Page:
Steve McCurry: McCurry’s India
National Geographic and Magnum Photos legend Steve McCurry talks to AP Editor Nigel Atherton about his work and his love of the Indian subcontinent
Steve McCurry needs no introduction to most AP readers. He is a legendary multi-award-winning Magnum Photos and National Geographic photographer and author of its most famous cover photo: the iconic â€˜Afghan Girlâ€™. The Philadelphia-born photographer has spent the past 40 years photographing people and cultures in every corner of the world. But thereâ€™s one place that Steve has returned to time and time again: India. Itâ€™s a country of unparalleled richness and diversity for the photographer, which perhaps explains why Steve has travelled there more than 90 times during his career. Now he has collected some of his favourite images of the subcontinent, many of them previously unpublished, in a beautiful new large-format hardback book. AP was given the rare opportunity to interview Steve in front of a live audience in association with Nikon School Live. Hereâ€™s what he had to say about his life, career and, of course, the country that is so close to his heart.
If you could go back one more time to only one location, where would you go?
How has India changed since your first visit?
What sort of planning do you do before you travel?
What percentage of your time has been on assignment compared with being free to do your own thing?
What types of subjects catch your eye? What makes you take the lens cap off?
Some people only shoot candids or posed portraits, but you seem happy with both styles. Whatâ€™s your philosophy on interacting with your subjects?
You have described yourself as a shy person. Do you find stopping people gets easier with practice?
There are certain motifs that occur frequently in your images. One of them is the perfectly framed moment where someone is walking past a gap between two buildings, or framed in a doorway. How much time will you put into waiting for that perfect moment?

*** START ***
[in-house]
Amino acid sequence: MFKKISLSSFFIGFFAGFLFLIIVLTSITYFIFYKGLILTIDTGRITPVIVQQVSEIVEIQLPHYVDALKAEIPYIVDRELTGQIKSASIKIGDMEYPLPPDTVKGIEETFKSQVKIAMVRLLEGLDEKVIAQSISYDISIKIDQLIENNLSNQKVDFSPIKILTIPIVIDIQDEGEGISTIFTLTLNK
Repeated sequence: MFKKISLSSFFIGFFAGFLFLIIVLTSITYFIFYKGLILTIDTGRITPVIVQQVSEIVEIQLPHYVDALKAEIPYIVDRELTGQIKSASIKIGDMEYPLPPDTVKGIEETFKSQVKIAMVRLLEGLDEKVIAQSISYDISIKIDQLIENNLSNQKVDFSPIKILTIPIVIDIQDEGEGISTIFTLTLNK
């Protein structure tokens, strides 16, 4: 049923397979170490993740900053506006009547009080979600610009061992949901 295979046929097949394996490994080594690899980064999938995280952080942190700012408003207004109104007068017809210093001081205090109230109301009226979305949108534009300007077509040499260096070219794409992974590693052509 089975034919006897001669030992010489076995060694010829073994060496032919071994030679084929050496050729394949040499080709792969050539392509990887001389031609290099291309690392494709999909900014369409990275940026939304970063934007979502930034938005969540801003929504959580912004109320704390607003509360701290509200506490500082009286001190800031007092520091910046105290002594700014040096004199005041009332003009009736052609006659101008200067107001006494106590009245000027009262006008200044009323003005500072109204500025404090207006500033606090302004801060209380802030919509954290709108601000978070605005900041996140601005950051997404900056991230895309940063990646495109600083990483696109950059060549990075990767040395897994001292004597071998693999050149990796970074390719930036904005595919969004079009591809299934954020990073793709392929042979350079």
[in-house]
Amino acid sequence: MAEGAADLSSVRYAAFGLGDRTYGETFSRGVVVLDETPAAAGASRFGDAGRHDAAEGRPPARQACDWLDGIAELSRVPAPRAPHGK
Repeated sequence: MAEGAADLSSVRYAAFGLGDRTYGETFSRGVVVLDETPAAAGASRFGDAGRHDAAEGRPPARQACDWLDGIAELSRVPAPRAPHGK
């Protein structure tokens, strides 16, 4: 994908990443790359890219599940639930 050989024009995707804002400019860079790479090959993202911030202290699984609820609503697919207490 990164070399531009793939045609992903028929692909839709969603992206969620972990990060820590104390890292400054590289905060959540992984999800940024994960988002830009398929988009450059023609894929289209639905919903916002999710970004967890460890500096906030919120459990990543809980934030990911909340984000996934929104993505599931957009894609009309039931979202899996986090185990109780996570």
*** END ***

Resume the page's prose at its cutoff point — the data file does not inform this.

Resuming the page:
Most readers are familiar with your Afghan girl portrait and admire its intensity, but looking through your work, there are many equally powerful portraits. Whatâ€™s your secret?
Have you had any disastrous or near disastrous events in your career?
Are there countries where photographing people is more challenging, where they're less keen to be photographed?
Whatâ€™s your attitude toward paying for pictures?
What do you consider to be the ingredients of a successful picture?
When youâ€™re editing, do you often find that youâ€™ll reject pictures and then go back to them later and see one that stands out, and you think, â€˜Why did I reject that?â€™
One of your claims to fame is that you shot the last roll of Kodachrome 64 ever produced, and I was wondering how that came about?
Steve on his gear and career
What was your first camera?
When did you switch to digital?
Do you tend to travel light or with a bag full of lenses?
How has your job as a photojournalist changed over the years?
What advice would you give to somebody starting out now?
Do you post-process your own images?
Which was your favourite assignment and why?
At which point in your life did you realise you wanted to be a photographer?
Do you find it difficult to persuade people to let you photograph them?
Do you use flash or is it all natural light?
Do you only ever shoot in colour, or do you also shoot in black & white?
Do you keep all your rejects?
How do you prevent your images from being published online without your permission?
India by Steve McCurry, published by Phaidon Press, price Â£39.99
Reproduced in a large format, this new portfolio of emotive and beautiful work by Steve McCurry features 96 previously unpublished photos taken across the Indian subcontinent, along with images that have become known across the world.
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